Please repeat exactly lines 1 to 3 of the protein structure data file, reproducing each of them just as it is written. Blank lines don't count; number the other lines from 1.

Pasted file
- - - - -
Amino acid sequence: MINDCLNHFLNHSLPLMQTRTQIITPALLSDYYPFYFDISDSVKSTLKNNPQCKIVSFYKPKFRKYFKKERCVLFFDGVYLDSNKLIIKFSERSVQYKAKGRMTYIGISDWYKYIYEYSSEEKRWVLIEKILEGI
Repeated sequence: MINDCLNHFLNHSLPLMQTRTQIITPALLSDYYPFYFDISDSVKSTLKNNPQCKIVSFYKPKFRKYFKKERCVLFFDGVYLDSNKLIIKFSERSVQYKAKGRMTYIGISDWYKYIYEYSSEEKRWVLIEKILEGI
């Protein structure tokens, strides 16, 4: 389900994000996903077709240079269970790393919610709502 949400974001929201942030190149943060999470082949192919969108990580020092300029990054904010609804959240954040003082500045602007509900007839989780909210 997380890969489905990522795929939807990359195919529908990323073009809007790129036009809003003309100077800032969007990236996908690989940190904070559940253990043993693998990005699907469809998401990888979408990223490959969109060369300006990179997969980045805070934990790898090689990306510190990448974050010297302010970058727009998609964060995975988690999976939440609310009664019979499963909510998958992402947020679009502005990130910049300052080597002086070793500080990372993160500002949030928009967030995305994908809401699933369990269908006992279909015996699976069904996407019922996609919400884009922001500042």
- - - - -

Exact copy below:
Amino acid sequence: MINDCLNHFLNHSLPLMQTRTQIITPALLSDYYPFYFDISDSVKSTLKNNPQCKIVSFYKPKFRKYFKKERCVLFFDGVYLDSNKLIIKFSERSVQYKAKGRMTYIGISDWYKYIYEYSSEEKRWVLIEKILEGI
Repeated sequence: MINDCLNHFLNHSLPLMQTRTQIITPALLSDYYPFYFDISDSVKSTLKNNPQCKIVSFYKPKFRKYFKKERCVLFFDGVYLDSNKLIIKFSERSVQYKAKGRMTYIGISDWYKYIYEYSSEEKRWVLIEKILEGI
């Protein structure tokens, strides 16, 4: 389900994000996903077709240079269970790393919610709502 949400974001929201942030190149943060999470082949192919969108990580020092300029990054904010609804959240954040003082500045602007509900007839989780909210 997380890969489905990522795929939807990359195919529908990323073009809007790129036009809003003309100077800032969007990236996908690989940190904070559940253990043993693998990005699907469809998401990888979408990223490959969109060369300006990179997969980045805070934990790898090689990306510190990448974050010297302010970058727009998609964060995975988690999976939440609310009664019979499963909510998958992402947020679009502005990130910049300052080597002086070793500080990372993160500002949030928009967030995305994908809401699933369990269908006992279909015996699976069904996407019922996609919400884009922001500042």